Xarelto Patient Center App features include, personalize questions that help patients speak with their doctors about treatment with Xarelto, Appointment reminder, Xarelto ‘Savings Programs’, Registration to receive more information, Videos that share more information on Xarelto and hear from others who have been treated with the drug, After receiving a prescription the patient can enroll in the ‘XARELTO CarePath’ patient support and savings program.

Thus, especially for high-risk ailments, such iOS Apps directed at patients with information on the drug, including interactions with other medicines, dietary requirements, fitness/health trackers, besides many others, can add additional value both to the prescribers and the patients in the process of effective disease management.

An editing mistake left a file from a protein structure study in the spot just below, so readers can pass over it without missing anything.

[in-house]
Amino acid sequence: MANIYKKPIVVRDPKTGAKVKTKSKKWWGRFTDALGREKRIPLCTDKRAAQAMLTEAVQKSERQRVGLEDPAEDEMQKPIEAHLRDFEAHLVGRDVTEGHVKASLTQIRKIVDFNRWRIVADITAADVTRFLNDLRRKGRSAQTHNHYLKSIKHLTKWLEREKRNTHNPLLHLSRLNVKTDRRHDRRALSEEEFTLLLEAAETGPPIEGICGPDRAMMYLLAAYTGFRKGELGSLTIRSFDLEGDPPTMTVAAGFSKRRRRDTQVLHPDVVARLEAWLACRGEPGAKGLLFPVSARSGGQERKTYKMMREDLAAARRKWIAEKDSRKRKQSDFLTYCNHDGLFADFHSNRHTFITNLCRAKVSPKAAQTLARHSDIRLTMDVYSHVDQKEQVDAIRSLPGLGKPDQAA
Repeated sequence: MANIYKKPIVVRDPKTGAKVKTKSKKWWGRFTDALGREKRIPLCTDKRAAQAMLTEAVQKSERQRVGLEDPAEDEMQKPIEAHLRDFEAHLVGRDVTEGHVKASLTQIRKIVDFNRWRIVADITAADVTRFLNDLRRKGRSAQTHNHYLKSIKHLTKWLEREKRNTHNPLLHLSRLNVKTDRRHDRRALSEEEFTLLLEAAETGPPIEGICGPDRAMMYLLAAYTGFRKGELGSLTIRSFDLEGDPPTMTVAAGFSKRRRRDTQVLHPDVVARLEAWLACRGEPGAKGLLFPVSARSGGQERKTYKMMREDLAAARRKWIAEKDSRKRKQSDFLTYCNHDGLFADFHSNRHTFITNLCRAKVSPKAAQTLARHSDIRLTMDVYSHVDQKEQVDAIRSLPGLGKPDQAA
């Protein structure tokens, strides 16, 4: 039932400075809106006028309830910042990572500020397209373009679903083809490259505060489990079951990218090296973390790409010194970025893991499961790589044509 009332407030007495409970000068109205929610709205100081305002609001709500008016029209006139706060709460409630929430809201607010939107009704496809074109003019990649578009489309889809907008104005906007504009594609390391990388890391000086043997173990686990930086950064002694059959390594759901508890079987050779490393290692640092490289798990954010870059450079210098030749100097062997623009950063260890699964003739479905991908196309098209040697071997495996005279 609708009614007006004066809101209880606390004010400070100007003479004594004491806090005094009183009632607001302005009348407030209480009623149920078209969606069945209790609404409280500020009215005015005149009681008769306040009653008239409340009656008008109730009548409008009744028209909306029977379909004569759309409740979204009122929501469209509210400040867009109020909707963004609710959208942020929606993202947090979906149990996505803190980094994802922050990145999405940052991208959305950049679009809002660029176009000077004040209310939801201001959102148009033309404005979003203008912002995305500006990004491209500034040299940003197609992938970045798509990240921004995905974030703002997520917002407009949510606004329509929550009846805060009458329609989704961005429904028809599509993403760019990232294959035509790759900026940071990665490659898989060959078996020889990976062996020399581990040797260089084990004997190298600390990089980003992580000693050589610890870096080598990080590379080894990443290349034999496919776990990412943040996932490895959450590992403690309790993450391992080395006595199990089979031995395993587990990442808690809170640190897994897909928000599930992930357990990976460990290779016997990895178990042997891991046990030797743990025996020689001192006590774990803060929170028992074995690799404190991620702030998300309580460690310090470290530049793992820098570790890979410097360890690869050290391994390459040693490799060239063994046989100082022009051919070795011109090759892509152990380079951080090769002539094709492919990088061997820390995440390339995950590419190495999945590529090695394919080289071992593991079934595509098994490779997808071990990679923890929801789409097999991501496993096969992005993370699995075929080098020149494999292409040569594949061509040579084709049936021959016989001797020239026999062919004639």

Tightening the loose knots:

A 2014 report titled, ‘r2g mobile Health Economics’ by ‘Research2Guidance’ states, even though they try hard, most of the pharma companies fail to have a significant impact on the mHealth App market. Some pharma companies have published more than 100 Apps available for iOS and Android, but have generated only limited downloads and usage.

It states, pharma companies have created only little reach within the smartphone/tablet App user base. In fact, the leading pharma companies have been able to generate 6.6m downloads since 2008 and have less than 1m active users.

Analysis and comparison of the App activities of the top 12 Pharma companies in the report, gives reasons why pharma companies have not succeeded in becoming leading mHealth Apps providers, as follows: